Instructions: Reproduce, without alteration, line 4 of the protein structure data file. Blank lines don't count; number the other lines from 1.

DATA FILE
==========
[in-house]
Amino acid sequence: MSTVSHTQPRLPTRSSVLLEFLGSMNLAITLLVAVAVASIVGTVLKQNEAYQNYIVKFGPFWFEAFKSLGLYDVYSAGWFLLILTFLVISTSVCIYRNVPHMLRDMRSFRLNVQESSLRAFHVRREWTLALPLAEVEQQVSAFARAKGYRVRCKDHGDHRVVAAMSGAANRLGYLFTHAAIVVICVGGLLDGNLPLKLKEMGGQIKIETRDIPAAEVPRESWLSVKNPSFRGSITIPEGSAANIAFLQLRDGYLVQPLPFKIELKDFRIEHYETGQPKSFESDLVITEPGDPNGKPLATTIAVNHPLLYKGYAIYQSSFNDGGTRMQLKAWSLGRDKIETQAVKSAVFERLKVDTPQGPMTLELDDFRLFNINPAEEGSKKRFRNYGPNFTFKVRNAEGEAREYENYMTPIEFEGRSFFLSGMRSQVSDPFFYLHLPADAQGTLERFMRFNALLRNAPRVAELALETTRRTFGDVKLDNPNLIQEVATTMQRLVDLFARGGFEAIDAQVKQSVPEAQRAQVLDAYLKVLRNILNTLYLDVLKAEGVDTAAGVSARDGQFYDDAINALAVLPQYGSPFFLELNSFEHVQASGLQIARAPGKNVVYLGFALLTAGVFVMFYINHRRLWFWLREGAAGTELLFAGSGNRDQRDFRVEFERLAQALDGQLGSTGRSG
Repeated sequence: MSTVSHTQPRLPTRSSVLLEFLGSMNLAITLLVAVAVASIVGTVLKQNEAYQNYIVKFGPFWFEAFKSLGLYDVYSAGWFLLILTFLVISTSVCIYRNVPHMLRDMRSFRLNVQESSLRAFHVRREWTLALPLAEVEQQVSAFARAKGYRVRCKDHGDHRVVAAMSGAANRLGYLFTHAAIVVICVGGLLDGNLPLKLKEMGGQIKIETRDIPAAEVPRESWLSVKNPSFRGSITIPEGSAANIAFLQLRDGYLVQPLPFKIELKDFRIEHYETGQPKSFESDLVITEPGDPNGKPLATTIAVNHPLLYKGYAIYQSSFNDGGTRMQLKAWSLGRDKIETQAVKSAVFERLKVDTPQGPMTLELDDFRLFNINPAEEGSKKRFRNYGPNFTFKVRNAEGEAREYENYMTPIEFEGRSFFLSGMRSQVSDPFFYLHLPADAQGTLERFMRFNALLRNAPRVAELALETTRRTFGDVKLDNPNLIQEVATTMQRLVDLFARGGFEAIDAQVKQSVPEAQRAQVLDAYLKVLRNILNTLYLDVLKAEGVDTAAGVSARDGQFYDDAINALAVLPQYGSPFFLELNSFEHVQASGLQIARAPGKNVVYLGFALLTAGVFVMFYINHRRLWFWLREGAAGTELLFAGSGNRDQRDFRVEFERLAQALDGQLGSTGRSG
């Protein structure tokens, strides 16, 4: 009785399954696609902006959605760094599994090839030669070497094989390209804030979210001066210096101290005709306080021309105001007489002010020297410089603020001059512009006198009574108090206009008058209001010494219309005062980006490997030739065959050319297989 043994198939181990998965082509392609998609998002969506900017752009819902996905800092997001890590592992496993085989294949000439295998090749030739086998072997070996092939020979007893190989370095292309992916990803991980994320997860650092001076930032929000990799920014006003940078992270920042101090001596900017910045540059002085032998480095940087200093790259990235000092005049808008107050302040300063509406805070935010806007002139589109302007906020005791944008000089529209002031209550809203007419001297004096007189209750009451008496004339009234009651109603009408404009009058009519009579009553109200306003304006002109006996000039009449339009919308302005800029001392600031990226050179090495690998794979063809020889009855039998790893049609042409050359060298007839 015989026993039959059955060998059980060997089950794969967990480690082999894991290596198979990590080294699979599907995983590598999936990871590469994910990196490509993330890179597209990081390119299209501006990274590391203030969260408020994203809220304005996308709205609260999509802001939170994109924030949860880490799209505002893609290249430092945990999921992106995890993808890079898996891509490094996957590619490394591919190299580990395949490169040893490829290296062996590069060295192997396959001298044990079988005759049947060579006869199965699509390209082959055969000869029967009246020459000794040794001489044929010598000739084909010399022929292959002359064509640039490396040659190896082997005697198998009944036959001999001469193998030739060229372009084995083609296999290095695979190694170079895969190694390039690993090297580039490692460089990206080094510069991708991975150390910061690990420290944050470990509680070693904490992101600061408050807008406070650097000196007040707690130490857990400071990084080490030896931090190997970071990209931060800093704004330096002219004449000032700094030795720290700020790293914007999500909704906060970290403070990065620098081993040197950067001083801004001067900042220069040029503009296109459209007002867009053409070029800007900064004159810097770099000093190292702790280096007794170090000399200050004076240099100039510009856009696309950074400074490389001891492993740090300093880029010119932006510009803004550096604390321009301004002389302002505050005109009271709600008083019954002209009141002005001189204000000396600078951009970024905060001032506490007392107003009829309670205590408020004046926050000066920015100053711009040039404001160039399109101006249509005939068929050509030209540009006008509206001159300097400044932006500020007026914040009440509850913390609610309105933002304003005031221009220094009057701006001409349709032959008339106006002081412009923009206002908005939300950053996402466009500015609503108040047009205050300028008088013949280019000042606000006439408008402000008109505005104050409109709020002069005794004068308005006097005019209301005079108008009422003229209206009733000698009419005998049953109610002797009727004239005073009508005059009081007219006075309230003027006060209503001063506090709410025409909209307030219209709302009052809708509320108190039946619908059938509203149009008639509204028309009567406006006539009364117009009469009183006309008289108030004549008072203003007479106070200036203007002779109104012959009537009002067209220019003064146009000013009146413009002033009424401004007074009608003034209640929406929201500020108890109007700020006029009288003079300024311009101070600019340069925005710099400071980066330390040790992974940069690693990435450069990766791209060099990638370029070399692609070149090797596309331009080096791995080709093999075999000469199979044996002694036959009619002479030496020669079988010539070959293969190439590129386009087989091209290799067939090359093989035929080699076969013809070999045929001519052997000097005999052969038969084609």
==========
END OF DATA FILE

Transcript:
């Protein structure tokens, strides 16, 4: 009785399954696609902006959605760094599994090839030669070497094989390209804030979210001066210096101290005709306080021309105001007489002010020297410089603020001059512009006198009574108090206009008058209001010494219309005062980006490997030739065959050319297989 043994198939181990998965082509392609998609998002969506900017752009819902996905800092997001890590592992496993085989294949000439295998090749030739086998072997070996092939020979007893190989370095292309992916990803991980994320997860650092001076930032929000990799920014006003940078992270920042101090001596900017910045540059002085032998480095940087200093790259990235000092005049808008107050302040300063509406805070935010806007002139589109302007906020005791944008000089529209002031209550809203007419001297004096007189209750009451008496004339009234009651109603009408404009009058009519009579009553109200306003304006002109006996000039009449339009919308302005800029001392600031990226050179090495690998794979063809020889009855039998790893049609042409050359060298007839 015989026993039959059955060998059980060997089950794969967990480690082999894991290596198979990590080294699979599907995983590598999936990871590469994910990196490509993330890179597209990081390119299209501006990274590391203030969260408020994203809220304005996308709205609260999509802001939170994109924030949860880490799209505002893609290249430092945990999921992106995890993808890079898996891509490094996957590619490394591919190299580990395949490169040893490829290296062996590069060295192997396959001298044990079988005759049947060579006869199965699509390209082959055969000869029967009246020459000794040794001489044929010598000739084909010399022929292959002359064509640039490396040659190896082997005697198998009944036959001999001469193998030739060229372009084995083609296999290095695979190694170079895969190694390039690993090297580039490692460089990206080094510069991708991975150390910061690990420290944050470990509680070693904490992101600061408050807008406070650097000196007040707690130490857990400071990084080490030896931090190997970071990209931060800093704004330096002219004449000032700094030795720290700020790293914007999500909704906060970290403070990065620098081993040197950067001083801004001067900042220069040029503009296109459209007002867009053409070029800007900064004159810097770099000093190292702790280096007794170090000399200050004076240099100039510009856009696309950074400074490389001891492993740090300093880029010119932006510009803004550096604390321009301004002389302002505050005109009271709600008083019954002209009141002005001189204000000396600078951009970024905060001032506490007392107003009829309670205590408020004046926050000066920015100053711009040039404001160039399109101006249509005939068929050509030209540009006008509206001159300097400044932006500020007026914040009440509850913390609610309105933002304003005031221009220094009057701006001409349709032959008339106006002081412009923009206002908005939300950053996402466009500015609503108040047009205050300028008088013949280019000042606000006439408008402000008109505005104050409109709020002069005794004068308005006097005019209301005079108008009422003229209206009733000698009419005998049953109610002797009727004239005073009508005059009081007219006075309230003027006060209503001063506090709410025409909209307030219209709302009052809708509320108190039946619908059938509203149009008639509204028309009567406006006539009364117009009469009183006309008289108030004549008072203003007479106070200036203007002779109104012959009537009002067209220019003064146009000013009146413009002033009424401004007074009608003034209640929406929201500020108890109007700020006029009288003079300024311009101070600019340069925005710099400071980066330390040790992974940069690693990435450069990766791209060099990638370029070399692609070149090797596309331009080096791995080709093999075999000469199979044996002694036959009619002479030496020669079988010539070959293969190439590129386009087989091209290799067939090359093989035929080699076969013809070999045929001519052997000097005999052969038969084609």